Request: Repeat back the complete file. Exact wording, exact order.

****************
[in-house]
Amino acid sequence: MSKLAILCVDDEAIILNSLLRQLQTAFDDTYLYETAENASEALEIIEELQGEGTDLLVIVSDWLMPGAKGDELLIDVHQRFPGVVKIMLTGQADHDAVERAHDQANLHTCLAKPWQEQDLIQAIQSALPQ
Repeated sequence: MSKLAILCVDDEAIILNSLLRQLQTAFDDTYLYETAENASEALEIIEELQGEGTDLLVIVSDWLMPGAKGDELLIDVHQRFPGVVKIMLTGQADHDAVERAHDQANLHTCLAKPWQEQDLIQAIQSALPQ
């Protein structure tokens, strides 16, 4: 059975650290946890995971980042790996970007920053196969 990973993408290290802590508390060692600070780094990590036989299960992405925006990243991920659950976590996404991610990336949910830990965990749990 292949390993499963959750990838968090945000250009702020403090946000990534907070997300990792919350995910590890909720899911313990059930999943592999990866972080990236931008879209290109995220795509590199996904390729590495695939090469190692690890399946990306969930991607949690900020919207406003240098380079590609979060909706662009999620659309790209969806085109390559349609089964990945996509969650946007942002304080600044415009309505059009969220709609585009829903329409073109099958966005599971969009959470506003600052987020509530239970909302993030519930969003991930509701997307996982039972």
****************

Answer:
[in-house]
Amino acid sequence: MSKLAILCVDDEAIILNSLLRQLQTAFDDTYLYETAENASEALEIIEELQGEGTDLLVIVSDWLMPGAKGDELLIDVHQRFPGVVKIMLTGQADHDAVERAHDQANLHTCLAKPWQEQDLIQAIQSALPQ
Repeated sequence: MSKLAILCVDDEAIILNSLLRQLQTAFDDTYLYETAENASEALEIIEELQGEGTDLLVIVSDWLMPGAKGDELLIDVHQRFPGVVKIMLTGQADHDAVERAHDQANLHTCLAKPWQEQDLIQAIQSALPQ
């Protein structure tokens, strides 16, 4: 059975650290946890995971980042790996970007920053196969 990973993408290290802590508390060692600070780094990590036989299960992405925006990243991920659950976590996404991610990336949910830990965990749990 292949390993499963959750990838968090945000250009702020403090946000990534907070997300990792919350995910590890909720899911313990059930999943592999990866972080990236931008879209290109995220795509590199996904390729590495695939090469190692690890399946990306969930991607949690900020919207406003240098380079590609979060909706662009999620659309790209969806085109390559349609089964990945996509969650946007942002304080600044415009309505059009969220709609585009829903329409073109099958966005599971969009959470506003600052987020509530239970909302993030519930969003991930509701997307996982039972």